- I don’t have strong feelings either way.
- It doesn’t make any difference to me.
- I have no opinion on the matter.
- (very informal) Whatever.
10 Phrases for Agreeing
- That’s so true.
- That’s for sure.
- I agree 100%
- I couldn’t agree with you more.
- That’s exactly what I think. / That’s exactly how I feel.
- (informal) Tell me about it! / You’re telling me!
- (informal) I’ll say!
- I suppose so. (use this phrase for weak agreement – you agree, but reluctantly)
Note: Avoid the common error of saying "I’m agree” – the correct phrase is "I agree” or "I’m in agreement” – the second one is more formal.
10 Phrases for Disagreeing
- I don’t think so.
- I beg to differ.
- I’m afraid I don’t agree.
- I’m not so sure about that.
- That’s not how I see it.
- Not necessarily.
- Yes, but… [say your opinion]
- On the contrary.
- (very informal) No way!
- (very strong) I totally disagree.
5 Phrases for Responding to Good News
- That’s great!
- How wonderful!
- I’m so happy for you!
5 Phrases for Responding to Bad News
- Oh no…
- That’s terrible.
- Poor you. (Use this to respond to bad situations that are not too serious)
- I’m so sorry to hear that.
- I’m sorry for your loss. (Use this only if someone has died)
10 Phrases for Invitations
- Are you free… [Saturday night?]
- Are you doing anything… [Saturday night?]
- Let me check my calendar.
- (informal) Do you wanna… [see a movie?]
- (formal) Would you like to… [join me for dinner?]
- I’d love to!
- Sounds great!
- I’d love to, but I have another commitment.
- I don’t think I can.
- Maybe another time.
5 Ways to Make & Respond to an Offer
- (more formal) Would you like a drink?
- (informal) Do you want some water?
- Can I get you something to eat?
- That’d be great, thanks.(= yes)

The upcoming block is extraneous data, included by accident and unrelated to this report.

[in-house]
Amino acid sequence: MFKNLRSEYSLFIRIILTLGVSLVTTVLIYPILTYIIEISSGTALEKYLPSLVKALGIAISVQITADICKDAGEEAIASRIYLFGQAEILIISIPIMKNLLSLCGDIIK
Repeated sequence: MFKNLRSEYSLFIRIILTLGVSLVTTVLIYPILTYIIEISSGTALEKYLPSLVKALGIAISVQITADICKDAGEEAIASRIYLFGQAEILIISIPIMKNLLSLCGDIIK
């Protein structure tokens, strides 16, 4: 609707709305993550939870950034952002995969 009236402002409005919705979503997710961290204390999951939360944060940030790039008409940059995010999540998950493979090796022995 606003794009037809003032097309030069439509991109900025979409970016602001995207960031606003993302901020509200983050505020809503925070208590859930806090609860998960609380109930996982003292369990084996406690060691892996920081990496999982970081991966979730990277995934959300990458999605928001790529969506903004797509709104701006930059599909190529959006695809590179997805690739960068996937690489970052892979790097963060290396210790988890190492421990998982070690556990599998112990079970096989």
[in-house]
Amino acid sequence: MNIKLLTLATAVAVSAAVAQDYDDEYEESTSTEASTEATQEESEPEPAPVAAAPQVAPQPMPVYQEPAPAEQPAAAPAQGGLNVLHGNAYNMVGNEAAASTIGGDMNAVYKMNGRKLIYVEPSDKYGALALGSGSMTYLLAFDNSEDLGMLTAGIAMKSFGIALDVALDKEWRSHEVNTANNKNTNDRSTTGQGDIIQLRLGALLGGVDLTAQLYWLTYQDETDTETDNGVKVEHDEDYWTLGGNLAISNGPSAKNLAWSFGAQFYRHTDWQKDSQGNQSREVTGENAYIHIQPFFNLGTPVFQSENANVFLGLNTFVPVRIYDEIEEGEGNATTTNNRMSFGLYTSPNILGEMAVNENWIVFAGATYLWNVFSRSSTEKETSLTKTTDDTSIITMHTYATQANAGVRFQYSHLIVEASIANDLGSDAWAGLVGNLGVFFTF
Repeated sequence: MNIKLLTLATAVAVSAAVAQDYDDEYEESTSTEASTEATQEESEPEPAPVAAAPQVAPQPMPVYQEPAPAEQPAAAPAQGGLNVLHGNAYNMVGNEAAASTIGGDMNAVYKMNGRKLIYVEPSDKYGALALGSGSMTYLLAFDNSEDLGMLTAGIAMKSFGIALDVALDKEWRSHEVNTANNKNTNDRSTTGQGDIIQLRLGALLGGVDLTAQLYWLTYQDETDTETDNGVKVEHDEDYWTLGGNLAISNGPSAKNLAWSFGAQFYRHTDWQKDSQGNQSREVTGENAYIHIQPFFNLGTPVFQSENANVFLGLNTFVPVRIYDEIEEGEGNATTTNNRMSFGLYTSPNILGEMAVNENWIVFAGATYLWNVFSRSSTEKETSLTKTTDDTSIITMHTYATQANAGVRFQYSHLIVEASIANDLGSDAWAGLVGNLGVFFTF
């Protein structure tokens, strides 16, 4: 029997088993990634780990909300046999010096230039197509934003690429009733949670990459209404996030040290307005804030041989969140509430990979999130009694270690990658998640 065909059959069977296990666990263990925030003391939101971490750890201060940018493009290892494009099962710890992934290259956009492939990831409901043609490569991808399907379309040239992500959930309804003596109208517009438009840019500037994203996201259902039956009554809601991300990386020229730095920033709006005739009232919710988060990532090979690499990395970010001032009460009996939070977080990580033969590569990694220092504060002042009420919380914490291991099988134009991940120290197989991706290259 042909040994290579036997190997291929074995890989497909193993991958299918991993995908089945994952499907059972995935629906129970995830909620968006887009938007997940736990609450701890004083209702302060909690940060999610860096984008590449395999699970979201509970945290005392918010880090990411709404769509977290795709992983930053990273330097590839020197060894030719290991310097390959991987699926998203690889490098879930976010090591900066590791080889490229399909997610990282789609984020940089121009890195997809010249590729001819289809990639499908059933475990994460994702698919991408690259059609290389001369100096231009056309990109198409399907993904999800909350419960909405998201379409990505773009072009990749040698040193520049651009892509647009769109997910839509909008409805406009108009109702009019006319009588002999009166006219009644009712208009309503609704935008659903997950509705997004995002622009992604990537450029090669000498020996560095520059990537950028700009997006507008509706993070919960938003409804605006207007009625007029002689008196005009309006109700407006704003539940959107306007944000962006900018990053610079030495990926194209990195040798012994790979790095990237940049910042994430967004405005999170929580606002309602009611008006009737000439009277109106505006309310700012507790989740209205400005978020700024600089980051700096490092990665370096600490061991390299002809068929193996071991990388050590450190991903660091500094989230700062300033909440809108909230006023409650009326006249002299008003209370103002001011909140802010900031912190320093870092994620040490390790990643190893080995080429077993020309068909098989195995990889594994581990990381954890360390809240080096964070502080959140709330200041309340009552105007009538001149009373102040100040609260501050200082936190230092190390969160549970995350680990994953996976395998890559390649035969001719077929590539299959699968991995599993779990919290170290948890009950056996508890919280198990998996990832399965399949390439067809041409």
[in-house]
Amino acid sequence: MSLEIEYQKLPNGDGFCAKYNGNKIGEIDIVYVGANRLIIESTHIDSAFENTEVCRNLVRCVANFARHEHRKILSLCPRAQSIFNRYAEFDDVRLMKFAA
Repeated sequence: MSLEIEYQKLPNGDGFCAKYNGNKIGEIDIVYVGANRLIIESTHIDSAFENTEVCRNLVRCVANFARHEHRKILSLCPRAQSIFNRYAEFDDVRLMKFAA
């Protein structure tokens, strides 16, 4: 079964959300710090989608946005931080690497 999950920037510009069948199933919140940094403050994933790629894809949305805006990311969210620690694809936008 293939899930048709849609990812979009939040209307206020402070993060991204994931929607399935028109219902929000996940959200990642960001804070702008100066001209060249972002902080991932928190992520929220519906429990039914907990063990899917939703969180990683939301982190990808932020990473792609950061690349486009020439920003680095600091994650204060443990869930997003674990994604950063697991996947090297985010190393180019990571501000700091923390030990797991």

- No, thanks. I’m OK. (= no)
6 Phrases for Talking About Future Plans
- I’m going to…
- I’m planning to…
- I hope to…
- I’d like to…
- I might… / I may… Click here for the difference between may and might
- I’m thinking about… Click here for the different prepositions to use after "think”
10 Ways to Talk about Likes & Dislikes
- I love… [soccer]
- I’m really into… [soccer]
- I live for… [soccer]
- [soccer] is my thing.
- I’m crazy about… [soccer]
- I’m not a huge fan of… [modern art]
- [Modern art] isn’t my cup of tea.
- I don’t really care for… [modern art]
- I’m not into… [modern art]
- I can’t stand… [modern art] (this phrase expresses strong dislike)
5 Ways to Make a Suggestion
- How about… [ex. trying something new]?
- Why don’t you… [ex. talk to your boss]?
- Maybe we should… [ex. do more research].
- I’d recommend… [ex. going to the doctor].
- Have you thought about… [ex. buying a new computer]?
10 Phrases for Asking/Talking about Jobs
- Where do you work?
- What do you do? / What do you do for a living?
- I work at… [Microsoft].
- I’m a/an… [accountant].
- I’m unemployed. / I’m between jobs at the moment.
- I’m looking for work.
- I’m a stay-at-home mom/dad.
- I run my own business.
- I’m a freelance… [writer/designer/etc.]
- I’m retired.
10 Phrases for Describing Relationships
- I’m single.
- I have a boyfriend/girlfriend.
- We’re engaged. (= going to get married)
- We’re getting married in June.
- I’m married.
- I’ve been married for… [10 years].
- I’m divorced.
- I’m widowed. (= my husband/wife has died)
- I’m not looking for anything serious.
- I’m not quite over my ex. (= I still have feelings for my ex-boyfriend/girlfriend or ex-husband/wife)
5 Ways to Ask for Clarification
- Pardon? (if you didn’t hear or understand what the person said)
- Would you mind repeating that?
- What do you mean? (asking for more information)
- I’m not sure I follow you. (= I don’t understand)
- Could you explain… ?
5 Ways to Check if the Other Person Understands You
- Do you understand what I’m saying?
- Does that make sense?
- Do you know what I mean?
- Are you with me so far? (often used in the middle of a long explanation or instructions)